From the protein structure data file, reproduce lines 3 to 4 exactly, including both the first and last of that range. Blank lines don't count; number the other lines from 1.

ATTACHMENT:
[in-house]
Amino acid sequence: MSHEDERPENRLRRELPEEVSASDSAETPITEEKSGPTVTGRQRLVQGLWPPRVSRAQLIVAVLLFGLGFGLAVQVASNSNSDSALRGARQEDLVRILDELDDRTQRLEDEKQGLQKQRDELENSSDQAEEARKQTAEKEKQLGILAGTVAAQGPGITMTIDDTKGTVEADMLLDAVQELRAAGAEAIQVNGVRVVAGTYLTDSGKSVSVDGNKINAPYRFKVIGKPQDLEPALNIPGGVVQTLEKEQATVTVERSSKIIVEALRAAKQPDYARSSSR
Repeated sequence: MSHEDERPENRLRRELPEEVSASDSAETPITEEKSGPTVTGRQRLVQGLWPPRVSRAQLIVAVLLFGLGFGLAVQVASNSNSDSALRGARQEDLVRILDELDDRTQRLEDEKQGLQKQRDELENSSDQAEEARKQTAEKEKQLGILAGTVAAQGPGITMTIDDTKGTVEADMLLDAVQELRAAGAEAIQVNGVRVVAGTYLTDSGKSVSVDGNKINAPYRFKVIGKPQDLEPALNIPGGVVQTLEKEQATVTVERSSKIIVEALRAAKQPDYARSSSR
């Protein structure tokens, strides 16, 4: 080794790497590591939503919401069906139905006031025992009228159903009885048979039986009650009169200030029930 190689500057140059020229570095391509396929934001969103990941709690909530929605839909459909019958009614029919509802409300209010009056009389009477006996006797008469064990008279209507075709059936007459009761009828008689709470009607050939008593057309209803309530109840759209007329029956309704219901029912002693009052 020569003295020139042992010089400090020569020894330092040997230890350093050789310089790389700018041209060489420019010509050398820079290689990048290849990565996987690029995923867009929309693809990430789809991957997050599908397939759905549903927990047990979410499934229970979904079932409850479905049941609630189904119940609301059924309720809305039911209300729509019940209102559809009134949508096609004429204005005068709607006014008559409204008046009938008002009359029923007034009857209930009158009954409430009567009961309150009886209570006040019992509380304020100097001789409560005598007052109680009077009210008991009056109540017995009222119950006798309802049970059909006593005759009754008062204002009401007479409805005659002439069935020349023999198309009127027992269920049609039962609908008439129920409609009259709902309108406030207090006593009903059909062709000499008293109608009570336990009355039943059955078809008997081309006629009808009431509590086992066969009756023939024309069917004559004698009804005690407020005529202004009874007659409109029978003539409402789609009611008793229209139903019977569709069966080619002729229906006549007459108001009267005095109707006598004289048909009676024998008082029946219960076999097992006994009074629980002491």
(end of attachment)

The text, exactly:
Repeated sequence: MSHEDERPENRLRRELPEEVSASDSAETPITEEKSGPTVTGRQRLVQGLWPPRVSRAQLIVAVLLFGLGFGLAVQVASNSNSDSALRGARQEDLVRILDELDDRTQRLEDEKQGLQKQRDELENSSDQAEEARKQTAEKEKQLGILAGTVAAQGPGITMTIDDTKGTVEADMLLDAVQELRAAGAEAIQVNGVRVVAGTYLTDSGKSVSVDGNKINAPYRFKVIGKPQDLEPALNIPGGVVQTLEKEQATVTVERSSKIIVEALRAAKQPDYARSSSR
């Protein structure tokens, strides 16, 4: 080794790497590591939503919401069906139905006031025992009228159903009885048979039986009650009169200030029930 190689500057140059020229570095391509396929934001969103990941709690909530929605839909459909019958009614029919509802409300209010009056009389009477006996006797008469064990008279209507075709059936007459009761009828008689709470009607050939008593057309209803309530109840759209007329029956309704219901029912002693009052 020569003295020139042992010089400090020569020894330092040997230890350093050789310089790389700018041209060489420019010509050398820079290689990048290849990565996987690029995923867009929309693809990430789809991957997050599908397939759905549903927990047990979410499934229970979904079932409850479905049941609630189904119940609301059924309720809305039911209300729509019940209102559809009134949508096609004429204005005068709607006014008559409204008046009938008002009359029923007034009857209930009158009954409430009567009961309150009886209570006040019992509380304020100097001789409560005598007052109680009077009210008991009056109540017995009222119950006798309802049970059909006593005759009754008062204002009401007479409805005659002439069935020349023999198309009127027992269920049609039962609908008439129920409609009259709902309108406030207090006593009903059909062709000499008293109608009570336990009355039943059955078809008997081309006629009808009431509590086992066969009756023939024309069917004559004698009804005690407020005529202004009874007659409109029978003539409402789609009611008793229209139903019977569709069966080619002729229906006549007459108001009267005095109707006598004289048909009676024998008082029946219960076999097992006994009074629980002491």